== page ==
Babcock State Park, New River Gorge

Last week my wife and I were able to get away for a few days, and our choice of destination was Babcock State Park in Clifton WV. A choice we really liked and recommend if you are looking for a quiet place to get away from it all!

The Gristmill at Babcock State Park

Babcock truly is out in the middle of nowhere. It is a large WV State Park with a campground and cabins. The nearest restaurant is probably 15 miles away, and other than small gas station convenience stores, there is a Dollar General about 10 miles away. We chose to reserve a small cabin for three nights with a kitchen and outdoor grill and brought in our food for 2 of the 3 nights. Nothing like eating outside in a quiet wooded setting.

Our cabin

We stayed in a small 4 person cabin, and the word small is key here. There was a set of bunkbeds, a small table and kitchen in one room, and a small bathroom. This says 4 person, but four adults would be very crowded. It was a tight space, but my wife and I had room, and the cabin was not why we were there anyway. It was clean and a good quiet place to spend the evenings. It was not luxury, but just what we were looking for. Getting away from it all in a beautiful quiet place.

This park has a small lake with boat rentals and fishing, is well known for it’s working grist mill, plenty of roads to bike and miles of trails for hiking and biking. It is also near the Summersville Dam and New River Gorge and many other sites. We spent a lot of time walking and some biking. A hike from our cabin to the grist mill was a 4 mile round trip. There was a wedding there on Saturday and some of the cabins were booked for that, but it still ended up being a quiet family friendly park with all of that going on. I highly recommend looking into this park if you are looking for a quiet no frills week or weekend.

Sunset at one of the overlooks in the park

We spent one afternoon in the Summersville area checking out the Dam and surrounding area but really did not spend much time there. We spent more time in the Fayetteville area, a small town near the newest national park, The New River Gorge Area. We did the Long Point Trail that afternoon that takes you to a breathtaking view of the New River Gorge Bridge. I would highly recommend it! It is a 1.5 mile out and back trail that for the most part is an easy hike. The last .25 miles is difficult with elevation, roots, and rocks, but the destination is worth it. If you are afraid of heights just know you will be out on rocks with no fencing and large drop offs on either side, but there is plenty of room to still be and feel safe. I understand it gets very crowded on the weekends with people waiting turns to go to some of the photo op areas and I would have been uncomfortable in that situation. We were there on a Friday afternoon, and while there were some people there, it was nice!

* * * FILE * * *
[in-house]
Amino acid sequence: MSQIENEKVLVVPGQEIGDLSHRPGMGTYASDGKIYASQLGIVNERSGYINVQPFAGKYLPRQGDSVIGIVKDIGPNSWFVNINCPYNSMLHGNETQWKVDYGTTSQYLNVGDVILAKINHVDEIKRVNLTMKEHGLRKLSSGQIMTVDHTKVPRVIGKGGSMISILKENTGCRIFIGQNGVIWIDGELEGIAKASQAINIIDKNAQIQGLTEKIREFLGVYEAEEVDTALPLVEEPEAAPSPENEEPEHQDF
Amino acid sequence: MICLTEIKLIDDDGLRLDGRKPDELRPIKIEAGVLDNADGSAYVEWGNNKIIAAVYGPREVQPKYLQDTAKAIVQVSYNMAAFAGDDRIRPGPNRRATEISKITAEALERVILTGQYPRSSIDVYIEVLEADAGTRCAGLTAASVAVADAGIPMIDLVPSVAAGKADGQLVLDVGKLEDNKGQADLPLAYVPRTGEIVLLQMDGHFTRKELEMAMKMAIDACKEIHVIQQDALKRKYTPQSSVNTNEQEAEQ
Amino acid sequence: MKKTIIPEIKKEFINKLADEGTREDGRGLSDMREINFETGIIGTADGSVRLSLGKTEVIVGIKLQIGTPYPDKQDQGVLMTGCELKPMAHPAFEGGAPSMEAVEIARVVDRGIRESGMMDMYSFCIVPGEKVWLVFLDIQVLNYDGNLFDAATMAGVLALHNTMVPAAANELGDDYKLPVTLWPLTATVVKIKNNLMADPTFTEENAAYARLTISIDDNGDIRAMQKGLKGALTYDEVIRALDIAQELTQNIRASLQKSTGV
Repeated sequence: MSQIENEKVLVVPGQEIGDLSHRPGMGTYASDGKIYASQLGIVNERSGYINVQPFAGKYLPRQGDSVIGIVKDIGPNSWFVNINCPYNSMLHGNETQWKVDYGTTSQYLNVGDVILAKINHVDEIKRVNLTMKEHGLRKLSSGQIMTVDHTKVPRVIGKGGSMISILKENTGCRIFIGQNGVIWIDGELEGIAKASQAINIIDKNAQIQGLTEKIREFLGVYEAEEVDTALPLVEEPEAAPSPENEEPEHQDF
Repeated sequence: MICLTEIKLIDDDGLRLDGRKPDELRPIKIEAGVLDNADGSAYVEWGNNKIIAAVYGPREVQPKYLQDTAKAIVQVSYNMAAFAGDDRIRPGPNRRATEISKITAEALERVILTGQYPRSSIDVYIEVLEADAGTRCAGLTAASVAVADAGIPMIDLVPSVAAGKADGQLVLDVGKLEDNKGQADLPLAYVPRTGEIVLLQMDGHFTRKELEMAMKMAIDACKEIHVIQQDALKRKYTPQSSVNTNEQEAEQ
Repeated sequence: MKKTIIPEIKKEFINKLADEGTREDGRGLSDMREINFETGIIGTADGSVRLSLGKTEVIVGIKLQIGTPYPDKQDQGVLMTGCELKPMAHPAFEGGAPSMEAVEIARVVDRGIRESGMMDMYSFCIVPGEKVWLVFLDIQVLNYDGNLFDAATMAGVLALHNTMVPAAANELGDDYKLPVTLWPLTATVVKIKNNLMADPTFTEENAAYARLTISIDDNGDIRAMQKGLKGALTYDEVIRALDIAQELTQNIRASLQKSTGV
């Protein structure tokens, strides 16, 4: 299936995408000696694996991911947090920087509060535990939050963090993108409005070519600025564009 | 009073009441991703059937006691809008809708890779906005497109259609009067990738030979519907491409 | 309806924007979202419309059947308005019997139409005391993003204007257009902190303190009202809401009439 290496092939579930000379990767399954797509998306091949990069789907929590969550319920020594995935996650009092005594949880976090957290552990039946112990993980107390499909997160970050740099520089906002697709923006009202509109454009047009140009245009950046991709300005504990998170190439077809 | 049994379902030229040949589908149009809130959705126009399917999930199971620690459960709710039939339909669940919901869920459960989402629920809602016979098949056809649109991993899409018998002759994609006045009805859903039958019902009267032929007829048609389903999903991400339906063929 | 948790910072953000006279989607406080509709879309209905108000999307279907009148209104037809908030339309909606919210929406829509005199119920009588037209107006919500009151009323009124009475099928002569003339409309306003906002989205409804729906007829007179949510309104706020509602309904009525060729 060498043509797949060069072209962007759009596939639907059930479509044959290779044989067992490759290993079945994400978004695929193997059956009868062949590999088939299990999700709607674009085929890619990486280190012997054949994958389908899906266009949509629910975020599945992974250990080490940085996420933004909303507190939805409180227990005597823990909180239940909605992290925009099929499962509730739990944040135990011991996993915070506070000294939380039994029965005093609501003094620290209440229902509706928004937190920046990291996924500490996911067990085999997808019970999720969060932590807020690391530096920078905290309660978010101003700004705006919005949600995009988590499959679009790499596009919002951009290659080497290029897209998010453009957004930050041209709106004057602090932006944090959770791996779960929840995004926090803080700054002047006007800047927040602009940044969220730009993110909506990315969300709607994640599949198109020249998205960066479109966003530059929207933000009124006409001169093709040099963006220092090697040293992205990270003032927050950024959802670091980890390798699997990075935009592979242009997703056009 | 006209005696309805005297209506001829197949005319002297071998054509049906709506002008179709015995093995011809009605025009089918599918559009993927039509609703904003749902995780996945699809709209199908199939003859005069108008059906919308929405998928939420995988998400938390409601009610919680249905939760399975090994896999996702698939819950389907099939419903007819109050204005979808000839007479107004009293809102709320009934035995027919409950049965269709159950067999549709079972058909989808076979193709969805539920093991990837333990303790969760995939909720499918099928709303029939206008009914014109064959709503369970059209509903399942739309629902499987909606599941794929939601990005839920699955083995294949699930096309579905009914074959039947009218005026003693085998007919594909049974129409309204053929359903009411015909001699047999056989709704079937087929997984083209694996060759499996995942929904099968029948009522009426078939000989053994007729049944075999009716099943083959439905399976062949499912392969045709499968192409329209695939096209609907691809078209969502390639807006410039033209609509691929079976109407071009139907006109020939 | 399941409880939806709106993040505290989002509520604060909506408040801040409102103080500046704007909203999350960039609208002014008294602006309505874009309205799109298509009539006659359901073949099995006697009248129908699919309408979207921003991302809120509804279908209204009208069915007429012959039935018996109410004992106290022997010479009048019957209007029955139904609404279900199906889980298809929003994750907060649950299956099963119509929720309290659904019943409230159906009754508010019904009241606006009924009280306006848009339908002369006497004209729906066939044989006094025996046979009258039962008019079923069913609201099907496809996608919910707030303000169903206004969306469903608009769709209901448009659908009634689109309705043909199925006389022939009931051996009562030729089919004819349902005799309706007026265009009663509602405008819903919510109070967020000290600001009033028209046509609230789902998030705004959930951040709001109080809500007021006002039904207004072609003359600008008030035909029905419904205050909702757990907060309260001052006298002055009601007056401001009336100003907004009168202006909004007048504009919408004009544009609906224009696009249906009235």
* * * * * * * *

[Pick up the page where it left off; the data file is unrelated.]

The Summersville Dam. A very popular place for Whitewater. During water releases in the fall this place is awesome! The lake behind the dam is one of the clearest in the country!
View from the end of Long Point Trail
Janet taking pictures from the rock cliff.
Another view

We didn’t spend any time at the New River Gorge visitor center because we stop there occasionally on our trips to see my daughter. This was a time to do things we haven’t done before. I have always looked down at the overlooks at the visitor center and saw the river below and had an urge to go there. (Believe me that is not a walk that you would want to take – almost straight down for a long way.) The bridge over the Gorge is the longest arched bridge and when it was built was the longest steel arch bridge in the world – it is big and it is over a very deep Gorge! It is touted as reducing a 40 minute drive to the bottom of the gorge and back up to a less than one minute drive. All you have to do is see it to believe it.

Soooo, on Saturday of our stay we decided to take that 40 minute drive to the bottom of the Gorge, and it was so worth it! To do this you need to get directions to Fayetteville Station, the site under the bridge at the bottom of the Gorge. This is a small one way for the most part road with several switchbacks and a lot of elevation change. Make sure you know where you are going so you don’t try to go down on the wrong side of the Gorge. You want to start this adventure from the Visitor Center side of the Gorge, but again it is well worth it. I have always been in awe of this architectural feat, and this trip is the icing on the cake. Fayetteville Station is really a spot for whitewater enthusiasts, but it is well worth parking at one of the lots and walking around. It was my highlight of the trip!

Some of the structure work under the bridge
The bridge today
The old bridge at the bottom of the gorge that was used before the new bridge was built
Looking up!
The New River
Another one from the bottom. Unless you experience it firsthand, it is hard to imagine the expanse of this bridge!

So if this sounds interesting contact the Babcock State Park website. The cabins usually fully book and you will probably have to book well in advance, but I am glad we did it. Just a note: I am sure this is just a spectacular trip during the fall color season!!!!

This was a fun weekend!

Again, thank you for taking the time to read my blog. Feel free to like or comment. It’s been a while since I have written, hopefully I will get better at this!

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